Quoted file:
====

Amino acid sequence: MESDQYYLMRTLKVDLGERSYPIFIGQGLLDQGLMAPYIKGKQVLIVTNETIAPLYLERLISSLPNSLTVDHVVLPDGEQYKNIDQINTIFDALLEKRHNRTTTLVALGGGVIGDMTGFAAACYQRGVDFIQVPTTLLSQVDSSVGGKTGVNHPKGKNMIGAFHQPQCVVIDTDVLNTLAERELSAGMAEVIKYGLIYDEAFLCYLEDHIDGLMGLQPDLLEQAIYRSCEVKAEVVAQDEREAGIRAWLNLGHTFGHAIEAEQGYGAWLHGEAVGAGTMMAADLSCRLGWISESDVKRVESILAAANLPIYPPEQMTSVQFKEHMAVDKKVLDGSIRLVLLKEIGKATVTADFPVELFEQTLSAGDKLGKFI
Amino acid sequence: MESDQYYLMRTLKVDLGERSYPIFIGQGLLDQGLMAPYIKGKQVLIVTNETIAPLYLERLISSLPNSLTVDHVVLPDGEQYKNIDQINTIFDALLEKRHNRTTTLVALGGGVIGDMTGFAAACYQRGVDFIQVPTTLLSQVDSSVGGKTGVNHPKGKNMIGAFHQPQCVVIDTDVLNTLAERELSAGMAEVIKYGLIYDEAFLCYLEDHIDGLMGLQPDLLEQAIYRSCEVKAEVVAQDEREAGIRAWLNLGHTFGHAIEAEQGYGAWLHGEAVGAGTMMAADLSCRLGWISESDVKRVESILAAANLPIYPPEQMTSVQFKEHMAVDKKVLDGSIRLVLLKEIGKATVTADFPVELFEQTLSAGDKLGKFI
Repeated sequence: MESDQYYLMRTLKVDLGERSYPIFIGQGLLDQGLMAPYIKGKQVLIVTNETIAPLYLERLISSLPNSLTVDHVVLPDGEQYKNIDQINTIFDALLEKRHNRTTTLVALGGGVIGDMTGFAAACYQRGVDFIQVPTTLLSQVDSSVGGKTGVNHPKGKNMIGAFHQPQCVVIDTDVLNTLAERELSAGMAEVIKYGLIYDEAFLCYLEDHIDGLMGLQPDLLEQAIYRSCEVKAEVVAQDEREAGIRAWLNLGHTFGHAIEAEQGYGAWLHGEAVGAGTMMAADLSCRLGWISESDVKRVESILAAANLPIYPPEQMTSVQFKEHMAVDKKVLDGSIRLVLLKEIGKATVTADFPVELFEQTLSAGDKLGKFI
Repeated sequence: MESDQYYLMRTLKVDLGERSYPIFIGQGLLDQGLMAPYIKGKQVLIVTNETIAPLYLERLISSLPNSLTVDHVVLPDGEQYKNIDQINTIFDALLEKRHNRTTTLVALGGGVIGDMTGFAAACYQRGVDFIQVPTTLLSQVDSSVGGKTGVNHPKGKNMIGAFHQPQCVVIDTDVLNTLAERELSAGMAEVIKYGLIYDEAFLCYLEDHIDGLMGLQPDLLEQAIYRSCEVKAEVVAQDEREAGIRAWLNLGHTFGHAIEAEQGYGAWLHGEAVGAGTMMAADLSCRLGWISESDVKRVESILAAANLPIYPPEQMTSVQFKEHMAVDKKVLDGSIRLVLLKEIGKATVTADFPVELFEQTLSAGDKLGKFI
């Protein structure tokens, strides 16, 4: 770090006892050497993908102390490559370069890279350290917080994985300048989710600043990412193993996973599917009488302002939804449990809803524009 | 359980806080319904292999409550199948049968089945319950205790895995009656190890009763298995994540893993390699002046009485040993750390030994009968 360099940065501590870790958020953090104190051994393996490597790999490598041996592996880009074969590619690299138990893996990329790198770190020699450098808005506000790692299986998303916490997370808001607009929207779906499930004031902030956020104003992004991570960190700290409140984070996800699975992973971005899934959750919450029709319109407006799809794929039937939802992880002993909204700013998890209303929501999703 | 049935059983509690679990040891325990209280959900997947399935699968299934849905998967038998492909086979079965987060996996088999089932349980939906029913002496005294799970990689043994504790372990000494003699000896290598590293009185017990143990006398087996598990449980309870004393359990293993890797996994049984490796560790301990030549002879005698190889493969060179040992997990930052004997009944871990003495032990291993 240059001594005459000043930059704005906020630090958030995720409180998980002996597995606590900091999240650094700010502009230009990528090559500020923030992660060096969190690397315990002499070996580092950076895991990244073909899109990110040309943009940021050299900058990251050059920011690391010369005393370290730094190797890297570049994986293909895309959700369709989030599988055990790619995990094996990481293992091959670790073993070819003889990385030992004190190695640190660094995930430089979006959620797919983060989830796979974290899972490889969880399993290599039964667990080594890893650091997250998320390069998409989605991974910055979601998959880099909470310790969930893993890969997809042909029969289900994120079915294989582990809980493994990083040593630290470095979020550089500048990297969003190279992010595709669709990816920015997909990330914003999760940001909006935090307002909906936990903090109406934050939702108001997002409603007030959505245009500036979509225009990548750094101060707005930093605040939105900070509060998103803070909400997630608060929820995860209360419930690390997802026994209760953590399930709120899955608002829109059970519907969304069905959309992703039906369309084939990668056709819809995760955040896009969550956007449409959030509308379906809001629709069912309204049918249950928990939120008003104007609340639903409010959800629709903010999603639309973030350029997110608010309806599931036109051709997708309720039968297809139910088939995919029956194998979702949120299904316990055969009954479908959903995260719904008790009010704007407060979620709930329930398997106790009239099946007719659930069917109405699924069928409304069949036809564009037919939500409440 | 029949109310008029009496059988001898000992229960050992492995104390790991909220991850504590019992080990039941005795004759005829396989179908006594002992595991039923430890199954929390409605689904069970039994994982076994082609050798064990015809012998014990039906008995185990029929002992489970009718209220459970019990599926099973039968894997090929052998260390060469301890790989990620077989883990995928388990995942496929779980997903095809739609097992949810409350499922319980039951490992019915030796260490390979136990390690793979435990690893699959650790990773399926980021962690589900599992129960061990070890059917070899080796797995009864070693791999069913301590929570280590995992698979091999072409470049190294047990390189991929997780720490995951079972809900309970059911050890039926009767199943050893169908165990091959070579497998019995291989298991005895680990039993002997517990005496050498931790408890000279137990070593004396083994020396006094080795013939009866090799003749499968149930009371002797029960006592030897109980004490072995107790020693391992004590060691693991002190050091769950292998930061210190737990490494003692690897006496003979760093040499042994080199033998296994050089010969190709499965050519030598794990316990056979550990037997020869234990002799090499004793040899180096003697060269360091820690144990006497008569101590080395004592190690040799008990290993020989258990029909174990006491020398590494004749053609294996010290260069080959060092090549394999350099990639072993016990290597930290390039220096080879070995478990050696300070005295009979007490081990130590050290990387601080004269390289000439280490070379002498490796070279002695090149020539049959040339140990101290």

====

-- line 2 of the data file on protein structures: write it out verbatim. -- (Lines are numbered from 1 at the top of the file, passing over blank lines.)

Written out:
Amino acid sequence: MESDQYYLMRTLKVDLGERSYPIFIGQGLLDQGLMAPYIKGKQVLIVTNETIAPLYLERLISSLPNSLTVDHVVLPDGEQYKNIDQINTIFDALLEKRHNRTTTLVALGGGVIGDMTGFAAACYQRGVDFIQVPTTLLSQVDSSVGGKTGVNHPKGKNMIGAFHQPQCVVIDTDVLNTLAERELSAGMAEVIKYGLIYDEAFLCYLEDHIDGLMGLQPDLLEQAIYRSCEVKAEVVAQDEREAGIRAWLNLGHTFGHAIEAEQGYGAWLHGEAVGAGTMMAADLSCRLGWISESDVKRVESILAAANLPIYPPEQMTSVQFKEHMAVDKKVLDGSIRLVLLKEIGKATVTADFPVELFEQTLSAGDKLGKFI